Joseph B. Soloveitchick, with whom I learned for many years.  "A person called
me one day advising me that he was about to be intermarried.  He inquired about
the status of intermarriage in Jewish law." I explained to him "A person who
intermarries cuts himself off from his people and is no longer Jewish." The
person thanked me and hung up. Two months later I received another call from the
same gentleman: "Rabbi Soloveitchick, I just wanted to thank you for your
advice. Based on our conversation I called off the wedding. I didn't know
intermarriage was such a serious crime. I don't want to be cut off from the
Jewish people."

The story has a (or many) point(s). The Rav did not give him an elaborate
"outreach" talk.  The Rav simply told him the "facts."  It would have been a
mistake to assume the person "knew what he was doing."  The Rav's approach
worked in this case.

With this background three responses should be made to anonymous.

1st) Intermarriage, as the Rav explains, does cut oneself off from the Jewish
people. One manifestation of this is that your children will not be Jewish. But
more importantly you yourself will cease being Jewish. If for example you
attempt to come to some Jewish affair (e.g. a synagogue) with your non Jewish
wife you will probably be asked to leave (presumably because it is bad image for
the children).

2nd) (Other mail jewishers may disagree) The woman has a "status" of a married
woman. Consequently any sexual relationship with her is a violation of the
decalogue commandment prohibiting adultery. (There is a misleading legal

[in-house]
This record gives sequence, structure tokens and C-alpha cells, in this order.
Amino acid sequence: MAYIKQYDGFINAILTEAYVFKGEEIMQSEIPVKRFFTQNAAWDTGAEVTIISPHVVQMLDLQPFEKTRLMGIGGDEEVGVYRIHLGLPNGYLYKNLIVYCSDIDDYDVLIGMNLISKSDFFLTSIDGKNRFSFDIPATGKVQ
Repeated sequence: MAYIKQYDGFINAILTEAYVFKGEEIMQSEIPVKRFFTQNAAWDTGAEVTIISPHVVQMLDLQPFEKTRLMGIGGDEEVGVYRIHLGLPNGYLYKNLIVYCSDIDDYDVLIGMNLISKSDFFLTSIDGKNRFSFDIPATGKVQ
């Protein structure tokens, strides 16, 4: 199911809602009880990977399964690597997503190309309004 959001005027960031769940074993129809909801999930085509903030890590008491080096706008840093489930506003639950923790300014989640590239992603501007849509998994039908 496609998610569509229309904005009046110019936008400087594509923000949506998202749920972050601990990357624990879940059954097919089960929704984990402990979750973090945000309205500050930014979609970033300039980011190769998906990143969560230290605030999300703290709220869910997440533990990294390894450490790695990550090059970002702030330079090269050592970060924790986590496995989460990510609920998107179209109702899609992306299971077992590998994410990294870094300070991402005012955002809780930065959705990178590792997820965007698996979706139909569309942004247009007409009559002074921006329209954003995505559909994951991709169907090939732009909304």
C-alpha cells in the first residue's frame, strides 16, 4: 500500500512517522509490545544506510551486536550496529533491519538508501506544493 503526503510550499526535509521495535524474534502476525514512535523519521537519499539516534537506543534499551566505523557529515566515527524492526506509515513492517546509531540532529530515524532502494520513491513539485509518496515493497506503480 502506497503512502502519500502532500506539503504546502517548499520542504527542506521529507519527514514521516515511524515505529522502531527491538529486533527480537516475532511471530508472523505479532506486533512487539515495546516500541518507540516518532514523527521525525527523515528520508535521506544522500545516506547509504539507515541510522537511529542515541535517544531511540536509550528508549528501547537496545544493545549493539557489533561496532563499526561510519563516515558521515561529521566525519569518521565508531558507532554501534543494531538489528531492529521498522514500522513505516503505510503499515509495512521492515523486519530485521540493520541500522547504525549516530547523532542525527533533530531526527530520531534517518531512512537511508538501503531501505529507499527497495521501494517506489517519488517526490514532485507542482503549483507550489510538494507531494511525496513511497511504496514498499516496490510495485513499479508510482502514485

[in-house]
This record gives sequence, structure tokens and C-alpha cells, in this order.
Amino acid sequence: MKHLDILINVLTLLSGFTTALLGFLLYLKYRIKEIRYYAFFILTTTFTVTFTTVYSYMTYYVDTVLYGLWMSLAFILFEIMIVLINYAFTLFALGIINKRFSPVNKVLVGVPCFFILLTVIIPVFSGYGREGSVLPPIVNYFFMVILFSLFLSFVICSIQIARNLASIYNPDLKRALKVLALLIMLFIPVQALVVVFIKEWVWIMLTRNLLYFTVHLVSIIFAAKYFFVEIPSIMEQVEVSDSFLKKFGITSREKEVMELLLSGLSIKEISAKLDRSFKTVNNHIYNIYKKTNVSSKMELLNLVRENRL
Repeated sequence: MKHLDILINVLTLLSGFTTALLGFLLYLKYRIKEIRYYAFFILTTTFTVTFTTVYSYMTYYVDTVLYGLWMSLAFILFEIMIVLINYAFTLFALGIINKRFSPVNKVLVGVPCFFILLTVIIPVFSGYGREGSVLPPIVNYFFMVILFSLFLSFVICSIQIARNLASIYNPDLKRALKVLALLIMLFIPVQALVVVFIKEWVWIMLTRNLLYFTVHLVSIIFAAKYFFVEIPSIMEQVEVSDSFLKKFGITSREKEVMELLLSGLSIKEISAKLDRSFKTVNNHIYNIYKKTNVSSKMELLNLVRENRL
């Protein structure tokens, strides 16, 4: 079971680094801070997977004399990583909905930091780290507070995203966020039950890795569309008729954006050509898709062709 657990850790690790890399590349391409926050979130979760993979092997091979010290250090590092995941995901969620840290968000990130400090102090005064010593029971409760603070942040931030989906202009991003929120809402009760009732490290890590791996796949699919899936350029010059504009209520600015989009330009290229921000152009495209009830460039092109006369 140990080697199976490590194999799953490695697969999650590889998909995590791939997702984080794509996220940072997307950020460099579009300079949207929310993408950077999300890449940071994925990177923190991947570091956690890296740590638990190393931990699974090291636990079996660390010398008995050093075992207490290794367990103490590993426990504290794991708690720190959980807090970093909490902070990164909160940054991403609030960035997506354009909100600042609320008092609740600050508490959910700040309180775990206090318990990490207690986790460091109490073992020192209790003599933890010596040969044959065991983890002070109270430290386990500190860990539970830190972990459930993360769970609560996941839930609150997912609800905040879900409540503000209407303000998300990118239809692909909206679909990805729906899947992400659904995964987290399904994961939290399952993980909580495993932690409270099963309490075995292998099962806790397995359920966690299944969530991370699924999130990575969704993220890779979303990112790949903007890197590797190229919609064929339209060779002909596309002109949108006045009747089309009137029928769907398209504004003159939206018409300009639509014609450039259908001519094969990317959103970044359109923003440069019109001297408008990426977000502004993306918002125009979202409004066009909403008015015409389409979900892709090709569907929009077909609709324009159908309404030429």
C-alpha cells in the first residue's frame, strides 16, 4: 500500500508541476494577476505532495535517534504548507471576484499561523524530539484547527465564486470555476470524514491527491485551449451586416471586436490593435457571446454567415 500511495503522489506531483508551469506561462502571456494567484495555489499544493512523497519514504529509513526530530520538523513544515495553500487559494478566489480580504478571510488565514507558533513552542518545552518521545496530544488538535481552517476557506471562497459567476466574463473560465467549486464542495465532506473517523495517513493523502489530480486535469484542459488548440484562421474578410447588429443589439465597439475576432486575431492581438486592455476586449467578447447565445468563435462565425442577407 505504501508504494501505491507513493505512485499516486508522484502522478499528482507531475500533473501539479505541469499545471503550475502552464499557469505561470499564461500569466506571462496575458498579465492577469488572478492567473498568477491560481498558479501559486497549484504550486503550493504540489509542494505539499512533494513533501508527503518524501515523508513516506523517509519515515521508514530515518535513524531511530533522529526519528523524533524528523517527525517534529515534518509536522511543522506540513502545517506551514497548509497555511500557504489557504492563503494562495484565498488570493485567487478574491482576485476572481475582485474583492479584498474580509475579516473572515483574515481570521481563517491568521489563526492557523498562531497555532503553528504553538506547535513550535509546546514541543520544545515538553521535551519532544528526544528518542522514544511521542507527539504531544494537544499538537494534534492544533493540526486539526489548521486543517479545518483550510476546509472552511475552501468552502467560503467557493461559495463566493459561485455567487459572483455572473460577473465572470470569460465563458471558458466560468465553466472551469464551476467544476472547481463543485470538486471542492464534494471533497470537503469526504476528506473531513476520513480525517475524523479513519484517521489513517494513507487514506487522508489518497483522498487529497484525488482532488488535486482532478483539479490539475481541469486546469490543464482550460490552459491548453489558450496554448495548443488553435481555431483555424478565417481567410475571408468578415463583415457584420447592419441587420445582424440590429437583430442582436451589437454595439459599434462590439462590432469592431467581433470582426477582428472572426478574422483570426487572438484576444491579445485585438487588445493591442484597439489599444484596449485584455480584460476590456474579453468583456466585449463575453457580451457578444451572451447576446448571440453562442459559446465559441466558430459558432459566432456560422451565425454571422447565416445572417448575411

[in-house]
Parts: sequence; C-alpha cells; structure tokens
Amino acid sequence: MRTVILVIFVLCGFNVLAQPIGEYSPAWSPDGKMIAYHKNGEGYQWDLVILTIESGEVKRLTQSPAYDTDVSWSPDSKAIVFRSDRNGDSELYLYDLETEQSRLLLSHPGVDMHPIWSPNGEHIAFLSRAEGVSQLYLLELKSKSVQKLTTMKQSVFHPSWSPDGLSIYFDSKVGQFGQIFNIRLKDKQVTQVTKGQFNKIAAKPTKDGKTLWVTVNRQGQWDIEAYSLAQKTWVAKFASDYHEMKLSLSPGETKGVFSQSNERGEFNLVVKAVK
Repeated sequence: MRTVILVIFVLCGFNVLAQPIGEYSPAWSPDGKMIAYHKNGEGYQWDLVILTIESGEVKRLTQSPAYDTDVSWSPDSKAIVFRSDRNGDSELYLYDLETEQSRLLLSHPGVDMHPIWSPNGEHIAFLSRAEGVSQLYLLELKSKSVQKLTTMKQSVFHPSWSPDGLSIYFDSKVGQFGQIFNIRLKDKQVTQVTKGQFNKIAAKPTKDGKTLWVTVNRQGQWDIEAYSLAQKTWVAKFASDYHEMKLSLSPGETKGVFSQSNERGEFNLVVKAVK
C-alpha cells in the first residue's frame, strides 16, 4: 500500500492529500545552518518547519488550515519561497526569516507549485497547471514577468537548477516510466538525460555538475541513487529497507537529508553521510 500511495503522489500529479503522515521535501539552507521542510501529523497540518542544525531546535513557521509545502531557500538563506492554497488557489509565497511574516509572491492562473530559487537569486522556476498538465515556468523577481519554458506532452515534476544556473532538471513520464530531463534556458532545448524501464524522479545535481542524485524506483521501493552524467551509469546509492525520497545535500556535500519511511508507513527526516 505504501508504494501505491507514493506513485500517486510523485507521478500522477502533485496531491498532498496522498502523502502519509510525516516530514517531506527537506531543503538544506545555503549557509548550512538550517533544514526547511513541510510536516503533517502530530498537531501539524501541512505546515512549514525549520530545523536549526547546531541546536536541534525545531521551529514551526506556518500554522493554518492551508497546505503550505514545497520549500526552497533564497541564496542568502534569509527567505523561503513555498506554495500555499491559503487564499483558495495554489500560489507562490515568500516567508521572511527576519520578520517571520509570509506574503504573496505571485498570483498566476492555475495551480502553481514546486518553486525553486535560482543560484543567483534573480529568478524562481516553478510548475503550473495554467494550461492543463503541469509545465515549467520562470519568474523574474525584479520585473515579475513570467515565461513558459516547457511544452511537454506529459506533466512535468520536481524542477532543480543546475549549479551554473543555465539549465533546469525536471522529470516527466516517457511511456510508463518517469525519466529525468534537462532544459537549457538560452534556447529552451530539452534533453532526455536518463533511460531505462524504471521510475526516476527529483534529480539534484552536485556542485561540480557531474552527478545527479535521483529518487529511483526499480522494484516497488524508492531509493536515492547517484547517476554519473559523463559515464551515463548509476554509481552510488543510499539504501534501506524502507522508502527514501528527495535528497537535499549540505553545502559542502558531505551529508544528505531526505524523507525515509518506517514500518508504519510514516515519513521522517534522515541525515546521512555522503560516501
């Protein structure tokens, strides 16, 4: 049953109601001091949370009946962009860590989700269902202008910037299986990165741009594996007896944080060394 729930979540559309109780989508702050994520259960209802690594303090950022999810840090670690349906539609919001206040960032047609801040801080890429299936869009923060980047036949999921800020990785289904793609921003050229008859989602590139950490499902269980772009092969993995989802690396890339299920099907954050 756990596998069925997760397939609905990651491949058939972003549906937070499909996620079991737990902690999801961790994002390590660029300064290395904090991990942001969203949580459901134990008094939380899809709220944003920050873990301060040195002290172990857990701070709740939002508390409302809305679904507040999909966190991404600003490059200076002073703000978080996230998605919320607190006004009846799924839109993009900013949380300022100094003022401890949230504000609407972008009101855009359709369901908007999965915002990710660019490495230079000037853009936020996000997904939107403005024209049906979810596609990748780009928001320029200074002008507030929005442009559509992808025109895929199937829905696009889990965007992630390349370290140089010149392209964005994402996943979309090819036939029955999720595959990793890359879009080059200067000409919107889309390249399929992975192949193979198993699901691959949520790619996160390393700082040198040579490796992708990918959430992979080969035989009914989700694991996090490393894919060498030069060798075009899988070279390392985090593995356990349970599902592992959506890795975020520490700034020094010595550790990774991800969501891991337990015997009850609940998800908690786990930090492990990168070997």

statement that "There is no marital status among non Jews" but that doesn't mean
there is no PROHIBITION of adultery. Rather, it means that a Jewish court will
not execute a Jewish man based on a NON JEWISH statement that the woman he was
with had a married status. In other words, the lack of marital status among non
Jews is purely an operational statement whose purpose is to exempt courts from
their obligation to administer a death penalty on Jews based on non Jewish
testimony. The prohibition of adultery applies to both jewish and non-jewish
females with the distinction that there is a possibility of a death penalty from
affairs with a Jewish female).

Also note that "separation" does not constitute divorce. Separate couples do get
back with each other. This woman is married, period.

3rd) A famous Rashi accuses Moses of renouncing the simultaneous holding of the
Priesthood and teacher (Ex04-14). Had Moses been Priest and teacher he would
approach a question on intermarriage both legally and personally!

So allow me to make some elementary psychological remarks. 1st) If this woman is
married but separated she has needs that will **quickly** vanish as soon as she
gets her divorce. Don't you see that? 2nd) You have been very open in speaking
about your religious legal crisis. Can you also be open on your psychological
needs. What do you like about her. Could you take a pencil and paper and write
down a dozen words (or two word phrases) describing what you like about her? And
if you have this list, do any of your friends know about it? Perhaps they know
of single Jewish women who resemble her. 

The above 3 points are avenues of exploration. To recap: If you continue 1) Are
you aware how much you will be cut off from the Jewish community 2) are you
aware all the other prohibitions you will violate 3) have you tried to resolve